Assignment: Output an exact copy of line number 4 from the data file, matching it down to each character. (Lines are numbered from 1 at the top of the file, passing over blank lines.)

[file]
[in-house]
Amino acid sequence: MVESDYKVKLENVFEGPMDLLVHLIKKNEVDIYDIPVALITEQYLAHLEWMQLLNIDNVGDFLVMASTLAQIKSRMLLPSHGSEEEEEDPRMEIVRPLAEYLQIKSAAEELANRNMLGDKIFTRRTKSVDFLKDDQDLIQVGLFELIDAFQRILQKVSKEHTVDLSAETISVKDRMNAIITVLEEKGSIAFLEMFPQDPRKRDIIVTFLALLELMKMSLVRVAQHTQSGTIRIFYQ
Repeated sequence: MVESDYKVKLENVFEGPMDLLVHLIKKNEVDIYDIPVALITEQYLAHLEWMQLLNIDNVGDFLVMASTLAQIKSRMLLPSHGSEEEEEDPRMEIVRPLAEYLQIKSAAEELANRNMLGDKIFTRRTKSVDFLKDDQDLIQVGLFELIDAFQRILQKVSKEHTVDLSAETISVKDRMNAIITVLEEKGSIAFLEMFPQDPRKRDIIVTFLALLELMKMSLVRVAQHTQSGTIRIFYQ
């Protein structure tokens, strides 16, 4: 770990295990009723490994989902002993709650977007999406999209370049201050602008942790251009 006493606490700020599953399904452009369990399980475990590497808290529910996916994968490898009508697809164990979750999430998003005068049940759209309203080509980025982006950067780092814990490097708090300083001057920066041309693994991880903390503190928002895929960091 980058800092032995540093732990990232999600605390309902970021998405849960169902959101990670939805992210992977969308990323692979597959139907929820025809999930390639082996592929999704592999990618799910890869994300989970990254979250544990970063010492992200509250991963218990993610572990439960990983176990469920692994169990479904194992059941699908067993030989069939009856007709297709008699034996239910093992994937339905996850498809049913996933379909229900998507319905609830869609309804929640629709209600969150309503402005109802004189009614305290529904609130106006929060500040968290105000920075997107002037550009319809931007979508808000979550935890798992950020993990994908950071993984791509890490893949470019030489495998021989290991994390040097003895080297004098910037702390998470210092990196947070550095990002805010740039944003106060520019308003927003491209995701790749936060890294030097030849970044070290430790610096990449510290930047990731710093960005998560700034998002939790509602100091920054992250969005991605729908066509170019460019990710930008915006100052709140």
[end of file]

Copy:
């Protein structure tokens, strides 16, 4: 770990295990009723490994989902002993709650977007999406999209370049201050602008942790251009 006493606490700020599953399904452009369990399980475990590497808290529910996916994968490898009508697809164990979750999430998003005068049940759209309203080509980025982006950067780092814990490097708090300083001057920066041309693994991880903390503190928002895929960091 980058800092032995540093732990990232999600605390309902970021998405849960169902959101990670939805992210992977969308990323692979597959139907929820025809999930390639082996592929999704592999990618799910890869994300989970990254979250544990970063010492992200509250991963218990993610572990439960990983176990469920692994169990479904194992059941699908067993030989069939009856007709297709008699034996239910093992994937339905996850498809049913996933379909229900998507319905609830869609309804929640629709209600969150309503402005109802004189009614305290529904609130106006929060500040968290105000920075997107002037550009319809931007979508808000979550935890798992950020993990994908950071993984791509890490893949470019030489495998021989290991994390040097003895080297004098910037702390998470210092990196947070550095990002805010740039944003106060520019308003927003491209995701790749936060890294030097030849970044070290430790610096990449510290930047990731710093960005998560700034998002939790509602100091920054992250969005991605729908066509170019460019990710930008915006100052709140």